"I still long for Jessica, and only wish I had the opportunity to nurse her back to health," said Morales, 42, tearing as she spoke in an interview at her home. "We just want to make a difference. We don't want Jessica's death to be in vain. We don't want any other family to feel this loss for something that could be avoided."

On Wednesday, two days before the one-year anniversary of her daughter's death, Rene Morales filed papers formally establishing the Gas Pipe Safety Foundation with the California Secretary of State.

The new nonprofit plans to raise awareness through major publicity campaigns, advocate with state and federal lawmakers and build alliances with victims of other blasts, said Rene Morales, the new foundation's executive director.

Morales said several additional victims' families also will participate, while other residents are taking action in different ways, including sponsoring scholarships in memory of loved ones.

On Sunday, on the anniversary of the Sept. 11 attacks, the community also will gather for a reunion in a nearby park, which City Mayor Jim Ruane hopes will serve as therapy.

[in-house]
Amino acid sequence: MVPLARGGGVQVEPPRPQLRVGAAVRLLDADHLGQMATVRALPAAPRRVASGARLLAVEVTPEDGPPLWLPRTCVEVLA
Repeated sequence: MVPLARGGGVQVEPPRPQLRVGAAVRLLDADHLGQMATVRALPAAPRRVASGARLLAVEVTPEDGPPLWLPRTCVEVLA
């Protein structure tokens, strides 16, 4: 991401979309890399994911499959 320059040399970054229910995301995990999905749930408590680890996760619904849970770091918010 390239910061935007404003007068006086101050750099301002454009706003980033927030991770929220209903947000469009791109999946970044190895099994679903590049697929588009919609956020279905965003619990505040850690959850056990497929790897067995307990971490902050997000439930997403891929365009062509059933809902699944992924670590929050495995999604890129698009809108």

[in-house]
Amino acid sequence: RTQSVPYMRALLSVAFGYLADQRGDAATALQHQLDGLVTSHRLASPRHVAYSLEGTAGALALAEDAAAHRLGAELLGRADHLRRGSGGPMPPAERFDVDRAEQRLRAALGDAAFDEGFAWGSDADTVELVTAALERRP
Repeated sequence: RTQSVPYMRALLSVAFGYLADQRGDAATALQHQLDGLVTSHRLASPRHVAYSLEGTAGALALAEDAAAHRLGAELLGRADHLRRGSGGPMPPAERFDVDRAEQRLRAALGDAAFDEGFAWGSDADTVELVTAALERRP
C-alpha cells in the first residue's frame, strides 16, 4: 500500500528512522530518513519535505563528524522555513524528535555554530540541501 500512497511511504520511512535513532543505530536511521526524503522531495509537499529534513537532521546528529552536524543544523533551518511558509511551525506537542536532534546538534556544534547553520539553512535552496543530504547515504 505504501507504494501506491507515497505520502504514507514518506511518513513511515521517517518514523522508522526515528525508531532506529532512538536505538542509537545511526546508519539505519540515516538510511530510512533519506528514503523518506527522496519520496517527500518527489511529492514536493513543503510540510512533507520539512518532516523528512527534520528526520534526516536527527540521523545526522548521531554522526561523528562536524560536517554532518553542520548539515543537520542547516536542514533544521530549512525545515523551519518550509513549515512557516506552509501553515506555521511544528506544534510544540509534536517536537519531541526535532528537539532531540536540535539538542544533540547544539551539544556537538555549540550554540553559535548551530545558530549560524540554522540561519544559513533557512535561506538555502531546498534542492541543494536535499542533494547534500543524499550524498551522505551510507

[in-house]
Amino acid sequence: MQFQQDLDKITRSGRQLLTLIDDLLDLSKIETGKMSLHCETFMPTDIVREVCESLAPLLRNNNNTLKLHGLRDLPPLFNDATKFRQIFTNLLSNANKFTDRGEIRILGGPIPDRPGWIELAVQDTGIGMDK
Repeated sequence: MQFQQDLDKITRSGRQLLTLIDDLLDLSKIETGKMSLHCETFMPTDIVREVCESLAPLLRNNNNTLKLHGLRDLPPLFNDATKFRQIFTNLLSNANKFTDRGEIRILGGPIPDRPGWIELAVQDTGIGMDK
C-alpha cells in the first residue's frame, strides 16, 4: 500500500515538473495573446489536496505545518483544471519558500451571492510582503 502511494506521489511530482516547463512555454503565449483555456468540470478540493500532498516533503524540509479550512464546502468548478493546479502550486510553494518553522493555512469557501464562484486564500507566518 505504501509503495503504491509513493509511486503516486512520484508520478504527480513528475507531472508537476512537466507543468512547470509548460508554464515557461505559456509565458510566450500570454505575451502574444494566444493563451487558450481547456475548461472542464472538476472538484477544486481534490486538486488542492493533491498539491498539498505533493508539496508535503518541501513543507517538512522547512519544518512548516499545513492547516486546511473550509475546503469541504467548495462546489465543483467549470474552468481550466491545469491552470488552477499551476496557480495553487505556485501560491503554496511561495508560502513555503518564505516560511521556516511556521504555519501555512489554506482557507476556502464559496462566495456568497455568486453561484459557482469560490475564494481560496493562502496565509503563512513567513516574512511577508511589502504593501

Jessica Morales, an aspiring fashion journalist, was visiting her boyfriend Joseph Ruigomez's house that evening to watch the first game of the NFL season when the initial explosion hit.

The couple tried to flee the house, but a second blast engulfed them. Jessica Morales' body later was found in a neighbor's shed.

Ruigomez miraculously escaped, but spent five months in hospital being treated for third-degree burns. His father James Ruigomez said his son was still recovering from lasting physical and emotional injuries, and vowed his family would do whatever they can prevent other pipeline disasters.

"We want to make sure no other family in the world has to suffer this kind of loss," Ruigomez said.

Many blast victims are hoping a report by federal investigators placing blame on the utility company and state regulators will speed their path to justice.